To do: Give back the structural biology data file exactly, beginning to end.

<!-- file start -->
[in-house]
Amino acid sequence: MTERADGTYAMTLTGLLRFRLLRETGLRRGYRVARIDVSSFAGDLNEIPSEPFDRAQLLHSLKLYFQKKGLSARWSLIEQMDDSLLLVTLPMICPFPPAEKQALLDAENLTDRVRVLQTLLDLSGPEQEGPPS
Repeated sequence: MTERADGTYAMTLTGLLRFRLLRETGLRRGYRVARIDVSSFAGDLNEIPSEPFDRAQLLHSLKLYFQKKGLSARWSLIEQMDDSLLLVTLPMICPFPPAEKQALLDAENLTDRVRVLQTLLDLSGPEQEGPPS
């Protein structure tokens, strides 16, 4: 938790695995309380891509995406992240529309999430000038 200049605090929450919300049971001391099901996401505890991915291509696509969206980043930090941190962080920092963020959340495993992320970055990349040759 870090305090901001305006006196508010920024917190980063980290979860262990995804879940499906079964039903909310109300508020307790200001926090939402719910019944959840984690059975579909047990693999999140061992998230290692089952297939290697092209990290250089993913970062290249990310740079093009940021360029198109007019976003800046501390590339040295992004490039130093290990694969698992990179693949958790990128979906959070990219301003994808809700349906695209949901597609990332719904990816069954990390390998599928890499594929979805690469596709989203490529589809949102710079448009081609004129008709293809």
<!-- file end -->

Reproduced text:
[in-house]
Amino acid sequence: MTERADGTYAMTLTGLLRFRLLRETGLRRGYRVARIDVSSFAGDLNEIPSEPFDRAQLLHSLKLYFQKKGLSARWSLIEQMDDSLLLVTLPMICPFPPAEKQALLDAENLTDRVRVLQTLLDLSGPEQEGPPS
Repeated sequence: MTERADGTYAMTLTGLLRFRLLRETGLRRGYRVARIDVSSFAGDLNEIPSEPFDRAQLLHSLKLYFQKKGLSARWSLIEQMDDSLLLVTLPMICPFPPAEKQALLDAENLTDRVRVLQTLLDLSGPEQEGPPS
């Protein structure tokens, strides 16, 4: 938790695995309380891509995406992240529309999430000038 200049605090929450919300049971001391099901996401505890991915291509696509969206980043930090941190962080920092963020959340495993992320970055990349040759 870090305090901001305006006196508010920024917190980063980290979860262990995804879940499906079964039903909310109300508020307790200001926090939402719910019944959840984690059975579909047990693999999140061992998230290692089952297939290697092209990290250089993913970062290249990310740079093009940021360029198109007019976003800046501390590339040295992004490039130093290990694969698992990179693949958790990128979906959070990219301003994808809700349906695209949901597609990332719904990816069954990390390998599928890499594929979805690469596709989203490529589809949102710079448009081609004129008709293809």